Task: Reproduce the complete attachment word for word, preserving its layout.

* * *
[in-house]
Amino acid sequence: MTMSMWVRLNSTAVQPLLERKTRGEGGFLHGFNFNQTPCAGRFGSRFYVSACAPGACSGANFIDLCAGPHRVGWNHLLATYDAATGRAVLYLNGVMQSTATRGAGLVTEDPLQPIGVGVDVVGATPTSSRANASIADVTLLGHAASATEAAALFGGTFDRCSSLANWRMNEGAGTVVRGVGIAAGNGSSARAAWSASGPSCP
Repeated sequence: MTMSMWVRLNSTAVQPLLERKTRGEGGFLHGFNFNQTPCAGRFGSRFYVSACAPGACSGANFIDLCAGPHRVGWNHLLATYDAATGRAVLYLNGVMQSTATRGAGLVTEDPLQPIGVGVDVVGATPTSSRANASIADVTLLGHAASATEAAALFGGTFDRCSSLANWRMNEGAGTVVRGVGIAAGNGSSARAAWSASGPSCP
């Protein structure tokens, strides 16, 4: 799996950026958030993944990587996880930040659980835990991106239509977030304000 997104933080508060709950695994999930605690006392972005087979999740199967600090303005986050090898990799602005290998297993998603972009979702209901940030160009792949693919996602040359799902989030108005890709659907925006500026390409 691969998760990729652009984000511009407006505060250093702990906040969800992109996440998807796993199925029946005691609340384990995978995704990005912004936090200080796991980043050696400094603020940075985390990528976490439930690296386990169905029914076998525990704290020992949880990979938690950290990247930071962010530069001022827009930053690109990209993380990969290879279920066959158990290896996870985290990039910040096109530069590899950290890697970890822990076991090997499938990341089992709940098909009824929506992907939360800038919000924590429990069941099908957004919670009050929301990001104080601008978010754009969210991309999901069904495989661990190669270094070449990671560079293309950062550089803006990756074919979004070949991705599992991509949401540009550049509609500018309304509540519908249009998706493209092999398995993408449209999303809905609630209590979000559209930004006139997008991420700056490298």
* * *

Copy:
[in-house]
Amino acid sequence: MTMSMWVRLNSTAVQPLLERKTRGEGGFLHGFNFNQTPCAGRFGSRFYVSACAPGACSGANFIDLCAGPHRVGWNHLLATYDAATGRAVLYLNGVMQSTATRGAGLVTEDPLQPIGVGVDVVGATPTSSRANASIADVTLLGHAASATEAAALFGGTFDRCSSLANWRMNEGAGTVVRGVGIAAGNGSSARAAWSASGPSCP
Repeated sequence: MTMSMWVRLNSTAVQPLLERKTRGEGGFLHGFNFNQTPCAGRFGSRFYVSACAPGACSGANFIDLCAGPHRVGWNHLLATYDAATGRAVLYLNGVMQSTATRGAGLVTEDPLQPIGVGVDVVGATPTSSRANASIADVTLLGHAASATEAAALFGGTFDRCSSLANWRMNEGAGTVVRGVGIAAGNGSSARAAWSASGPSCP
């Protein structure tokens, strides 16, 4: 799996950026958030993944990587996880930040659980835990991106239509977030304000 997104933080508060709950695994999930605690006392972005087979999740199967600090303005986050090898990799602005290998297993998603972009979702209901940030160009792949693919996602040359799902989030108005890709659907925006500026390409 691969998760990729652009984000511009407006505060250093702990906040969800992109996440998807796993199925029946005691609340384990995978995704990005912004936090200080796991980043050696400094603020940075985390990528976490439930690296386990169905029914076998525990704290020992949880990979938690950290990247930071962010530069001022827009930053690109990209993380990969290879279920066959158990290896996870985290990039910040096109530069590899950290890697970890822990076991090997499938990341089992709940098909009824929506992907939360800038919000924590429990069941099908957004919670009050929301990001104080601008978010754009969210991309999901069904495989661990190669270094070449990671560079293309950062550089803006990756074919979004070949991705599992991509949401540009550049509609500018309304509540519908249009998706493209092999398995993408449209999303809905609630209590979000559209930004006139997008991420700056490298």